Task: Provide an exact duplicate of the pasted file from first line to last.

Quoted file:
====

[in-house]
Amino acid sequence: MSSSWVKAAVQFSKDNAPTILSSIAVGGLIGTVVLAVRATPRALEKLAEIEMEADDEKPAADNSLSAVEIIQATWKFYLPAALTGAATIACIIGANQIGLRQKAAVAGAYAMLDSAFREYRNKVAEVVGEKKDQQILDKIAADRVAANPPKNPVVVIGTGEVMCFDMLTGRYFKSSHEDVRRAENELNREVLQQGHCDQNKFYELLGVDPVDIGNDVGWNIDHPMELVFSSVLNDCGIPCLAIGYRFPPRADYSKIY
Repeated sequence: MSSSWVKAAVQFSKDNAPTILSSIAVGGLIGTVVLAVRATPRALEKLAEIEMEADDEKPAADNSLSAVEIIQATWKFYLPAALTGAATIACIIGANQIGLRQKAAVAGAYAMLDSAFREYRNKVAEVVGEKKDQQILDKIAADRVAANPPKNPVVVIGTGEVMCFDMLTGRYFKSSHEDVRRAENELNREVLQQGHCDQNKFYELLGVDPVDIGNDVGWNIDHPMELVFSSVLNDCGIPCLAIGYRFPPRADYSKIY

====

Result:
[in-house]
Amino acid sequence: MSSSWVKAAVQFSKDNAPTILSSIAVGGLIGTVVLAVRATPRALEKLAEIEMEADDEKPAADNSLSAVEIIQATWKFYLPAALTGAATIACIIGANQIGLRQKAAVAGAYAMLDSAFREYRNKVAEVVGEKKDQQILDKIAADRVAANPPKNPVVVIGTGEVMCFDMLTGRYFKSSHEDVRRAENELNREVLQQGHCDQNKFYELLGVDPVDIGNDVGWNIDHPMELVFSSVLNDCGIPCLAIGYRFPPRADYSKIY
Repeated sequence: MSSSWVKAAVQFSKDNAPTILSSIAVGGLIGTVVLAVRATPRALEKLAEIEMEADDEKPAADNSLSAVEIIQATWKFYLPAALTGAATIACIIGANQIGLRQKAAVAGAYAMLDSAFREYRNKVAEVVGEKKDQQILDKIAADRVAANPPKNPVVVIGTGEVMCFDMLTGRYFKSSHEDVRRAENELNREVLQQGHCDQNKFYELLGVDPVDIGNDVGWNIDHPMELVFSSVLNDCGIPCLAIGYRFPPRADYSKIY